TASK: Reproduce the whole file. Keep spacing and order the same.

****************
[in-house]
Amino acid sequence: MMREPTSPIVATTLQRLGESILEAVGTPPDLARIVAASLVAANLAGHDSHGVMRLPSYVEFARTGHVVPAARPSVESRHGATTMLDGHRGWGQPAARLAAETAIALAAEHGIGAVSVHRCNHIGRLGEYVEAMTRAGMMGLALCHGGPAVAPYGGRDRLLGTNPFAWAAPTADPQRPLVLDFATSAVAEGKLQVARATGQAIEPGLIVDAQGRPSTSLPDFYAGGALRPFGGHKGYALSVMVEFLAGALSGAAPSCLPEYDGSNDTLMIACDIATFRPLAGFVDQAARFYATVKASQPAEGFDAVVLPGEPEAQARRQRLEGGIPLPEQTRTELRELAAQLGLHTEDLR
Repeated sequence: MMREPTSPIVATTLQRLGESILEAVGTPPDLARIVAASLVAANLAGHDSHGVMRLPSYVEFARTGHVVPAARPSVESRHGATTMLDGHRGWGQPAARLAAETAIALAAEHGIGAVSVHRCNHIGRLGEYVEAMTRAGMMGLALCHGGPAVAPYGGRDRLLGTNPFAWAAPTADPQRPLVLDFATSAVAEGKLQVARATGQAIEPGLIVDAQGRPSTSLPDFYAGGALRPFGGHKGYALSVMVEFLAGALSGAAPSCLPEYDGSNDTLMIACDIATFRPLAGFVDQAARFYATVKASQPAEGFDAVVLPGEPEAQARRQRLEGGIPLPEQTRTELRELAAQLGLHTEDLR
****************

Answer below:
[in-house]
Amino acid sequence: MMREPTSPIVATTLQRLGESILEAVGTPPDLARIVAASLVAANLAGHDSHGVMRLPSYVEFARTGHVVPAARPSVESRHGATTMLDGHRGWGQPAARLAAETAIALAAEHGIGAVSVHRCNHIGRLGEYVEAMTRAGMMGLALCHGGPAVAPYGGRDRLLGTNPFAWAAPTADPQRPLVLDFATSAVAEGKLQVARATGQAIEPGLIVDAQGRPSTSLPDFYAGGALRPFGGHKGYALSVMVEFLAGALSGAAPSCLPEYDGSNDTLMIACDIATFRPLAGFVDQAARFYATVKASQPAEGFDAVVLPGEPEAQARRQRLEGGIPLPEQTRTELRELAAQLGLHTEDLR
Repeated sequence: MMREPTSPIVATTLQRLGESILEAVGTPPDLARIVAASLVAANLAGHDSHGVMRLPSYVEFARTGHVVPAARPSVESRHGATTMLDGHRGWGQPAARLAAETAIALAAEHGIGAVSVHRCNHIGRLGEYVEAMTRAGMMGLALCHGGPAVAPYGGRDRLLGTNPFAWAAPTADPQRPLVLDFATSAVAEGKLQVARATGQAIEPGLIVDAQGRPSTSLPDFYAGGALRPFGGHKGYALSVMVEFLAGALSGAAPSCLPEYDGSNDTLMIACDIATFRPLAGFVDQAARFYATVKASQPAEGFDAVVLPGEPEAQARRQRLEGGIPLPEQTRTELRELAAQLGLHTEDLR